• Introduction    
  • Tools and Supplies    
  • Sewing Notes    
  • Safety Notes    
  • Material Selection    
  • Getting the Pattern    
  • From Duct Tape 
    to Cardboard
  • Pattern Adjustments   
  • Cutting out the Pieces   
  • Preparing the Sole   
  • Starting Construction   
  • Assembling The Back   
  • Applying The Lacing Blocks   
  • Making Buttons   
  • Attaching the back to 
    the front
  • Cementing the Upper 
    to the Sole
  • Sewing the Upper 
    to the Sole
  • Attaching the Rubber Sole   
  • Sewing on the Buttons   
  • Lacing Up   
  • Glossary 
  • Design Home   
  • Footwear - Getting the Pattern

    Or: Even more interesting things you can do with duct tape...

    The most common question I'm asked about my boots (other than who made them) is "Where did you get the pattern?" My reply is simple:

    I was my pattern. Or, more precisely, my leg was my pattern. A variation on this method works for bodices, too, and is more accurate than drafting. What you have to realize and grow accustomed to is the idea that you will be translating a three-dimensional object (your leg) into a two-dimensional object (the pattern) and they aren't going to look much the same. The two-d object is going to wrinkle in places the other didn't. It'll take some manipulation to make it work, but once you understand the dynamics it's easy!

    We'll get to that.

    New info!

    Get a sock. A tall sock. Ideally, one that is way too big for you. The perfect sock is one that when you put it on it reaches your knee and doesn't stretch a lot while doing it. If you can't find a tube sock that will work, look for a product called "stockinette." You can order it by the yard here. Put it on and have someone else wrap your leg, overlapping each new strip of tape halfway over the previous. Don't do this yourself: you need to be standing in such a way that would make that impossible unless you're reeeally limber, as in circus contortionist limber.

    Stand straight, feet far enough apart to give the person doing the wrapping room to work. The booted leg should be more or less straight up and down.

    Click to see the full image... Once the leg is thoroughly encased, you need to draw some lines. When the duct tape "boot" is removed these lines will show you where the seams should be, and how to align the pieces (very important: don't convince yourself that you'll remember. You won't.).

    In the illustration to the right there, you can see I've marked the big toe and the seams in red. Those marks are essential. The other "red" marks you can't see are the seam on the other side, and a line up the center back of the leg. Some notes about the lines/marks:

    • The sole: If you're using a fine point "Sharpie", lay the pen on the floor on its side (that'll put it at about the right height) and draw a line around the foot, keeping the pen perpendicular to the foot at all times.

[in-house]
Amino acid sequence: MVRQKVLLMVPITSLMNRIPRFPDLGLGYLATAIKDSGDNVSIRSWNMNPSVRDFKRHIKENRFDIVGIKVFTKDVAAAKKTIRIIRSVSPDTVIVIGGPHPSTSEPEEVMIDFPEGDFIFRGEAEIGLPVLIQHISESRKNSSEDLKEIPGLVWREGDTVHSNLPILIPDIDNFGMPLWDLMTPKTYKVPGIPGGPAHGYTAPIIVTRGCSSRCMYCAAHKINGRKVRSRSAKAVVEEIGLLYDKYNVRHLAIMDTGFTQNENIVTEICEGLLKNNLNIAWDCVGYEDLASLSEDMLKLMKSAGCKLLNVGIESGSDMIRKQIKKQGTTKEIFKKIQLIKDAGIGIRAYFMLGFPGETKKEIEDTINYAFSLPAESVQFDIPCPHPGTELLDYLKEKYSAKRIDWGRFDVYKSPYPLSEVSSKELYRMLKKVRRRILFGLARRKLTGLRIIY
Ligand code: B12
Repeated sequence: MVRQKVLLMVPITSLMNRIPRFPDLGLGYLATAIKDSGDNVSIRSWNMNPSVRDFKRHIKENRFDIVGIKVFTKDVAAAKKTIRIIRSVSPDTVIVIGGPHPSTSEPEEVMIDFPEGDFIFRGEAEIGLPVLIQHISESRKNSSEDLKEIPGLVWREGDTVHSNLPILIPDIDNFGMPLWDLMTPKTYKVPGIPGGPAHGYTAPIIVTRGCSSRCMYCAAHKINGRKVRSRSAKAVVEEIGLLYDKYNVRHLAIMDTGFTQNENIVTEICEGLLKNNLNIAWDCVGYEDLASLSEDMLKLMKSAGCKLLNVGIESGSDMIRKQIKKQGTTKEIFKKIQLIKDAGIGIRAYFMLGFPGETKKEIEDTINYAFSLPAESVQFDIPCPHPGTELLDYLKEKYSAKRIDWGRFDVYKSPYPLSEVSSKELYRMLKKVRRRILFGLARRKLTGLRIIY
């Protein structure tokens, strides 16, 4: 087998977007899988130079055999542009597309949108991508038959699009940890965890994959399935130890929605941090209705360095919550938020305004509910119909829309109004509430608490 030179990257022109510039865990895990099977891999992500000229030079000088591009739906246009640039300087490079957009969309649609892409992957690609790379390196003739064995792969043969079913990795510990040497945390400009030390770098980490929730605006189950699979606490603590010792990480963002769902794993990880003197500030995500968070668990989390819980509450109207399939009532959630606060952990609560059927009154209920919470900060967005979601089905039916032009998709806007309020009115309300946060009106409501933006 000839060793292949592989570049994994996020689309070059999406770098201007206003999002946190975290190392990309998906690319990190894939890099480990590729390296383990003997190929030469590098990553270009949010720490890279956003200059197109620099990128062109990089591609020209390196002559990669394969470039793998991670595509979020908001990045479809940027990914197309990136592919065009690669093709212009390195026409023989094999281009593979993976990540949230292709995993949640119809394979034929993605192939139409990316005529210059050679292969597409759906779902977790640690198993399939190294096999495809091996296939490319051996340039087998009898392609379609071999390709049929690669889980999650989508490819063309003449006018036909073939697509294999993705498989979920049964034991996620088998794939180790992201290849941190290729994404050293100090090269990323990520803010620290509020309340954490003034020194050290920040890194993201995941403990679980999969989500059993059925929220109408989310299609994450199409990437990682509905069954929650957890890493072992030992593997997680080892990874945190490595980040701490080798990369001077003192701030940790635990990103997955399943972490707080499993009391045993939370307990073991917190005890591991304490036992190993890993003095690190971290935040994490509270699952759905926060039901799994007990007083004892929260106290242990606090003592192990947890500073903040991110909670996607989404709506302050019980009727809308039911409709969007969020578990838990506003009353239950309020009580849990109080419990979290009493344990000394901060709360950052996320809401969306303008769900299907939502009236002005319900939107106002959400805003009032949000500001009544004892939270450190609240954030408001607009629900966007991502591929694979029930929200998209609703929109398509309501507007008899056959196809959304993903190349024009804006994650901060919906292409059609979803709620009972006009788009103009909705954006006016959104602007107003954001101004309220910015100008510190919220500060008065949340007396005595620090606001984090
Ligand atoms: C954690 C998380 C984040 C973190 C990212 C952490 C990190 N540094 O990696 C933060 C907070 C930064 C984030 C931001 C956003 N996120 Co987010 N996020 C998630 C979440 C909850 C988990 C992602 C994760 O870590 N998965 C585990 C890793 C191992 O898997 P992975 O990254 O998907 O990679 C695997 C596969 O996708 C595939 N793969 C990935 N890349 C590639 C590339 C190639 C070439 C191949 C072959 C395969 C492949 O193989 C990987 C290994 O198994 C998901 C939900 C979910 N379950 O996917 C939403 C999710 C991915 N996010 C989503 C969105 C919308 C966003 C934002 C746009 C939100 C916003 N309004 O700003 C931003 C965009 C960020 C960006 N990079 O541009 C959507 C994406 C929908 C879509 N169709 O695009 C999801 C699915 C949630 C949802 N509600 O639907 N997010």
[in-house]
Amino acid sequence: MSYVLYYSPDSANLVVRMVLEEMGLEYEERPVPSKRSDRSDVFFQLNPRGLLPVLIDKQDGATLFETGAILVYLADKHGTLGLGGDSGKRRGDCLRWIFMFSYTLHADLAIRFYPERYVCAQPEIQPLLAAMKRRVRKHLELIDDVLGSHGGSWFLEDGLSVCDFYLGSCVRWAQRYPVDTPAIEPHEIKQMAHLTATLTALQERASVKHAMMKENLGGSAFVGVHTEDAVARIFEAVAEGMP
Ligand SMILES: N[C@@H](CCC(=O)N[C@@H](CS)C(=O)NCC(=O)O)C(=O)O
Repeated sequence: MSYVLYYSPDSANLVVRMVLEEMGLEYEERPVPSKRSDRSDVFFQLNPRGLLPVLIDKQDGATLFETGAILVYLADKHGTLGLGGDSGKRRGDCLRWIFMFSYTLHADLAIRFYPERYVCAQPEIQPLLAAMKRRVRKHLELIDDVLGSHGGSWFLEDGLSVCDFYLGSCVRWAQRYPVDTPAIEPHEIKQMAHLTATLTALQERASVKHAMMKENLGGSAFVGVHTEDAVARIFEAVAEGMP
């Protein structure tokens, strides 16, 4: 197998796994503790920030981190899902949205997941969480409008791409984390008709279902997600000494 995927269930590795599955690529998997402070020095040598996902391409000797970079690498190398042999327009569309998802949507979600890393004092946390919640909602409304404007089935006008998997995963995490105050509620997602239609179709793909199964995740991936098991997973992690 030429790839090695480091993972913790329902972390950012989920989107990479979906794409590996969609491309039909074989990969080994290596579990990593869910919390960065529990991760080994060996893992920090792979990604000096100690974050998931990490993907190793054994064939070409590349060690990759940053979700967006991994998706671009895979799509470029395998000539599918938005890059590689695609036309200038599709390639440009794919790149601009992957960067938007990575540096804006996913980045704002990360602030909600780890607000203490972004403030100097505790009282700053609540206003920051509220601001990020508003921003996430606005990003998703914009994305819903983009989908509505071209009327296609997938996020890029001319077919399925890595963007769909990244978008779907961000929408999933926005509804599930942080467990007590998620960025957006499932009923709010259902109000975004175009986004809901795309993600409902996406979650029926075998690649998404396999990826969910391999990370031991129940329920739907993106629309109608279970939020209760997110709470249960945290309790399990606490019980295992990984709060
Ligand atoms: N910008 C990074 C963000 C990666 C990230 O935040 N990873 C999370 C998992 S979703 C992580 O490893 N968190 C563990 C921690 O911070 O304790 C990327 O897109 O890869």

• The side seam: draw a line more or less straight down the side of the leg, but NOT over the line of the ankle. I tried that my first time and it didn't work: you'll get a seam there that's uncomfortable on the bone especially if you dont skive the edge of the inside seam allowance. Also, bear in mind that the inside of your leg and the outside will be drawn differently.
      • Inseam. The line comes down right on the front edge of the ankle bone.
      • Outseam. The line comes down 3/4" forward of the ankle bone.
      • The vertical lines in the illustration are pretty curved, but in reality they need to be as straight as possible.
      The two side lines should be about about 2-1/2 to 3 inches apart where the leg starts to bend into the foot. The illustration shows how to continue the lines down to the sole, though I have it pictured with the front piece too wide.
    • The big toe: I show it marked somewhat on the side. Mark right on the tip of the toe.
    • The center back line: this line, along with the big toe, are two lines that if you omit every other line between the upper and the sole you want to include these. If you do not it is likely that the upper will end up rotated on the sole a bit, making the boot twist when it's done. My first pair was that way, and it isn't very comfortable.

      You don't need a center back line: it can be a simple mark. However, if you find that you can't get all the pieces onto the leather, cutting the back piece in half at the center back line can many times provide you the wiggle room you need to get the pattern pieces on the leather, and to get that seam correct you need a line. It also gives you a guide to the placement of a foxing, which can look awkward if it's crooked.

    The blue marks are to help you align the pattern pieces when you're assembling the boots . You don't have to use them, but anything you can do to make the job go easier later on has got be worth something, right? I put mine usually 1 inch apart. More than that is pretty silly.

    Using a pair of blunt nose scissors, cut down the outside seam line to the sole. Your subject should be able to slip the duct tape boot off. Cut it apart on the lines you drew.

    The last step is the bottom of the foot. Have the subject stand on a piece of paper and trace around their foot, being careful not to angle the pen in such a way that the bottom comes out too large or too small. Mark the big toe and center back of the heel.

    Done? You may be asking yourself, now what? Read on...

    * Cast stocking can also be ordered by the box - yards and yards of the stuff. You can order it in single yards from my retail site, Seamlyne.Com.


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